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Court Discusses the Rule of Perpetuities

A New York Probate Lawyer said that a woman died on March 1, 1968 and her will dated October 8, 1958 was admitted to probate on March 20, 1968. On August 29, 1968, the appellee filed his petition for construction and revocation wherein he renounced any disposition and bequest made to him under said will and wherein he petitioned that paragraph FIFTH of the will be revoked and declared invalid. On September 18, 1968, the appellant as respondent filed his answer to said petition;

On December 19, 1968, the appellant filed his amendment to said answer which amendment embraced a revocable designation by a man of those relatives and corporations which were to take the principal of the trust at its termination. A New York Will Lawyer said this designation was executed on September 3, 1968.

On October 22, 1969, the distinguished probate judge entered his order adjudicating paragraph FIFTH to be null and void as violating the rule against perpetuities. The said order also held that the power of appointment given to the man could not be exercised until the death of the brother and that man’s attempt to do so was void. The trial court found it unnecessary to decide the question of whether the power was impossible of performance because of ill-defined, vague and ambiguous classes of recipients described therein. This latter question formed the basis of the appellee’s petition; the rule against perpetuities not being raised therein.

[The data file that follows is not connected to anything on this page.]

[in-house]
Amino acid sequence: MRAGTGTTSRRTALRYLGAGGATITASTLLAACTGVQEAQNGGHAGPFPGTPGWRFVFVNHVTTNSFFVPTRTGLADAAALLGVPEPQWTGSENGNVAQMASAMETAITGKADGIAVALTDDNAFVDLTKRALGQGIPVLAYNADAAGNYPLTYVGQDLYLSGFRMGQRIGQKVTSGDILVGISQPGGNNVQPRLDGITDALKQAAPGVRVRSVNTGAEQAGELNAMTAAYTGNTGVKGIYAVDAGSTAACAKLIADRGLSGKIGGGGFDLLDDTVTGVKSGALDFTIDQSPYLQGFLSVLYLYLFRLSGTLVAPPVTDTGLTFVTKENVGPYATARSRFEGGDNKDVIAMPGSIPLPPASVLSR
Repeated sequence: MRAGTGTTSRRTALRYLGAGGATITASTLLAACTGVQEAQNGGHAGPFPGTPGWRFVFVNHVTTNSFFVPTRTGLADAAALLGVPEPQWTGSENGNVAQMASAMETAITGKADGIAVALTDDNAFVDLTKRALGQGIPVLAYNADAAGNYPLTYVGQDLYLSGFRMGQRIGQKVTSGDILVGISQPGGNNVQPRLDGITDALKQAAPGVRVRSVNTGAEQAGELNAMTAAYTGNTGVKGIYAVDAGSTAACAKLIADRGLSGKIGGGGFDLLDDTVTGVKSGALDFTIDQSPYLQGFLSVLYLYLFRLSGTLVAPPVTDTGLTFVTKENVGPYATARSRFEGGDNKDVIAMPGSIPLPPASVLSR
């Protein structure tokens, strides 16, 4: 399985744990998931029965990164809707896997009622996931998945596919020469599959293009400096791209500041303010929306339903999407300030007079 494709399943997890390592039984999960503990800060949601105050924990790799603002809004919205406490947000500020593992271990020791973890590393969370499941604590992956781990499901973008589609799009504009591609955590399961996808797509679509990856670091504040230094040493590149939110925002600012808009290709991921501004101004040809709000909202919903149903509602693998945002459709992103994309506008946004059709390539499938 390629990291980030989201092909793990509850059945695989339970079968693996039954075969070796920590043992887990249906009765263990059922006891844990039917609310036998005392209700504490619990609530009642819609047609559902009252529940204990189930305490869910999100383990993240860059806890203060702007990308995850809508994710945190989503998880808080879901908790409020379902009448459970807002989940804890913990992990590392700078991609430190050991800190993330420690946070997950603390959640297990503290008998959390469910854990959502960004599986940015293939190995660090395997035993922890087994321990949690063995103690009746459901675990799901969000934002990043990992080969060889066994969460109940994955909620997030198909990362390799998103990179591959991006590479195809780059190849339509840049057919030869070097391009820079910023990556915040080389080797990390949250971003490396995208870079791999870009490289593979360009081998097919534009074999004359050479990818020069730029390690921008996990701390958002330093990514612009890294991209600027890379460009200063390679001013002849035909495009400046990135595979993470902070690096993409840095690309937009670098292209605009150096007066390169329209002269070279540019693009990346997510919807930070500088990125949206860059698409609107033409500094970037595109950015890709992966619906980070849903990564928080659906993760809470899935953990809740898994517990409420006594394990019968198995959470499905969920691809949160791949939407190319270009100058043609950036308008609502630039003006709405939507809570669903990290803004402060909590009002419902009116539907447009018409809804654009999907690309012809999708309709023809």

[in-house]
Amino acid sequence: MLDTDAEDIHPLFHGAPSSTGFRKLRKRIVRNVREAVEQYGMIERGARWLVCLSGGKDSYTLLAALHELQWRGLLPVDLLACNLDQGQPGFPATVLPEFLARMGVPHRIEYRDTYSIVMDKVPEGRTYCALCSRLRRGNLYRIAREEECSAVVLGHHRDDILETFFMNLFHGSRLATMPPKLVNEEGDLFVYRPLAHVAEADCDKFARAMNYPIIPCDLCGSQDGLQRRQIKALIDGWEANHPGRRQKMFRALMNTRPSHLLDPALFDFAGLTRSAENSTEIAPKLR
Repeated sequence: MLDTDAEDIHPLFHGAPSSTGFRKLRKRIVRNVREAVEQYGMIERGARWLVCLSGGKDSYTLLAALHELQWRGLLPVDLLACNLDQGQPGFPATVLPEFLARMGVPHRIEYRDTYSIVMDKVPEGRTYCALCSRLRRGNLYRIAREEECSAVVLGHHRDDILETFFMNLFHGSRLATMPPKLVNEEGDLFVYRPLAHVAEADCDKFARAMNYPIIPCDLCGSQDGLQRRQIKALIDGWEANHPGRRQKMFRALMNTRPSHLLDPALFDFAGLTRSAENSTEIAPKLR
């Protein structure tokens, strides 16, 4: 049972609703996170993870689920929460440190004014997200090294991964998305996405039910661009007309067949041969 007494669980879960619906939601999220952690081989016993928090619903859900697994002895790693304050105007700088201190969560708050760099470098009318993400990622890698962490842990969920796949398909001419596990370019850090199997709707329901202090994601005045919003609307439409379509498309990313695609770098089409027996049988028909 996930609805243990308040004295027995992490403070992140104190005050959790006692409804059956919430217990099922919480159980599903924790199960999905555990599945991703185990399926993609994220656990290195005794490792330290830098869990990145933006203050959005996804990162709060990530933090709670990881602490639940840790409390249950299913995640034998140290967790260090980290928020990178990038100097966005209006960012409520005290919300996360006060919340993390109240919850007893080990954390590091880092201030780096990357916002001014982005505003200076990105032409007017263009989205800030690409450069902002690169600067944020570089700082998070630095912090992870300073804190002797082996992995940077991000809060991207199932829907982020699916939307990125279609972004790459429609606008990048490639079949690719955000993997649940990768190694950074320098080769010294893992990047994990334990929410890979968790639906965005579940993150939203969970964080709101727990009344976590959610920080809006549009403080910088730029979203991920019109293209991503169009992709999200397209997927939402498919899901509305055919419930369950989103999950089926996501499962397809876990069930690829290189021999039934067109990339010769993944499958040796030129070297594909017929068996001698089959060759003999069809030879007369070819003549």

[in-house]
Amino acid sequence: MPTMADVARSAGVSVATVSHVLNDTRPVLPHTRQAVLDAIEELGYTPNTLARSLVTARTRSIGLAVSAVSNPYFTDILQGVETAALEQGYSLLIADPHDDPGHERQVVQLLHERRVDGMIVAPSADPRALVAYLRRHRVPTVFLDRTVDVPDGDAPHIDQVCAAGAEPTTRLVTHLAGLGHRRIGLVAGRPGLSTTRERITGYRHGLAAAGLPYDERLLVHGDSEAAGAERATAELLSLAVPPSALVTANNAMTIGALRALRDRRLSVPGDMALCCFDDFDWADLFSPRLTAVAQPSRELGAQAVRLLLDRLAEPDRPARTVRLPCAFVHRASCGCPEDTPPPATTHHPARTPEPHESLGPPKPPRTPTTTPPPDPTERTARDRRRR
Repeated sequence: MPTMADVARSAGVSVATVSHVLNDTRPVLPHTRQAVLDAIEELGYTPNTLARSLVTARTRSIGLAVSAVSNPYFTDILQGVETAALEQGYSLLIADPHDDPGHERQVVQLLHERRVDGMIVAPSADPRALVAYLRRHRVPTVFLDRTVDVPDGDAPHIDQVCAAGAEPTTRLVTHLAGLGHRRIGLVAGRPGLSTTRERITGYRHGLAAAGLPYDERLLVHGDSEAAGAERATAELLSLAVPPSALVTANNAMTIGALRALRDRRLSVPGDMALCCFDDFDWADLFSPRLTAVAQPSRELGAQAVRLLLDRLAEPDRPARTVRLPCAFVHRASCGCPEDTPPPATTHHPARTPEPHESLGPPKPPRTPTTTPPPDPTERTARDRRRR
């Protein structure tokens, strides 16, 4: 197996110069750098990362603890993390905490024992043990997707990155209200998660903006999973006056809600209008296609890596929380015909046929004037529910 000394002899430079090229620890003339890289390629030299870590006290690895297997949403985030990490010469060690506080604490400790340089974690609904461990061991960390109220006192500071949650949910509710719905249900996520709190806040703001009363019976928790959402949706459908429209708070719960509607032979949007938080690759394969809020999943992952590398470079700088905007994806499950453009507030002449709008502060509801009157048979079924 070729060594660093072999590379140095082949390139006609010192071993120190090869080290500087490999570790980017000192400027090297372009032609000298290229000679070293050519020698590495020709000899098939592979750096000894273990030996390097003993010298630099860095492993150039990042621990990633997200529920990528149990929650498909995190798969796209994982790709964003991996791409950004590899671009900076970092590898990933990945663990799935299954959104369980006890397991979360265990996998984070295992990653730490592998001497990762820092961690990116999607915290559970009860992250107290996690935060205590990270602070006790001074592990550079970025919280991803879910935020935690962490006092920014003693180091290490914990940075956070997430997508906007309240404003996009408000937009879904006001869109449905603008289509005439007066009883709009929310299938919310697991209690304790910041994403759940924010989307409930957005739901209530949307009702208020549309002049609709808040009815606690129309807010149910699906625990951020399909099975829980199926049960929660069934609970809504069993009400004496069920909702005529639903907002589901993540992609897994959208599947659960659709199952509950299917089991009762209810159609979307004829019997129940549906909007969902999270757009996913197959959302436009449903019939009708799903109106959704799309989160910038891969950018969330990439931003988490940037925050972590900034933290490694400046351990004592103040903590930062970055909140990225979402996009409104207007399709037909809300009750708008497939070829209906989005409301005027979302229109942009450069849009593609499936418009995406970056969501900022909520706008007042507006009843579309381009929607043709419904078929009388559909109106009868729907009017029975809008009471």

The questions herein to be decided are is whether paragraph FIFTH violated the rule against perpetuities. Bronx Probate Lawyers said it is to be known if the designation by the man is valid and is the description of the classes of recipients named in the power of appointment ill-defined, vague and ambiguous?

The trial court found that paragraph FIFTH was an attempt by the decedent to convey a power of appointment to the man and that this was subject to a condition precedent, to-wit: the death of a young man and that the power does not exist until such death. The court further found that since the man might die before the young man, there would be no one to exercise the power and it violated the rule against perpetuities.

Bronx Probate Lawyers said the trial court was correct in holding that the power was a special power only exercisable by the man. However, the fact that the man may die before the young man and therefore the power would never be exercised, is not violative of the rule. If the man died first, without exercising the power, the trust residue would pass by intestacy at the death of the young man. The rule provides that no interest is good unless it must vest, if at all, not later than 21 years after lives in being at the creation of the interest. In this case, the interest must vest within the lifetime of the young man plus 21 years if it is going to vest at all.

The order appealed correctly states that one of the essential elements of the Rule against Perpetuities is that at the time the future interest is created it must appear that the condition precedent to vesting must necessarily happen, if it happens at all, within the period described by the rule.

As long as the man makes a valid designation the interest can and must vest within the time prescribed by the rule. The court cannot void a power where the vesting must happen, if at all, within the rule. ‘If at all’ are the life-giving words to an interest, where the only possible way it can vest falls within the rule and the only alternative is that it can never vest. In this event it would vest by intestacy. The power granted herein does not violate the rule against perpetuities.

The power of appointment was set forth in the Will of the deceased and it came into existence upon her death and can be exercised by the donee from the date of said death subject to the terms of the grant of said power and applicable law.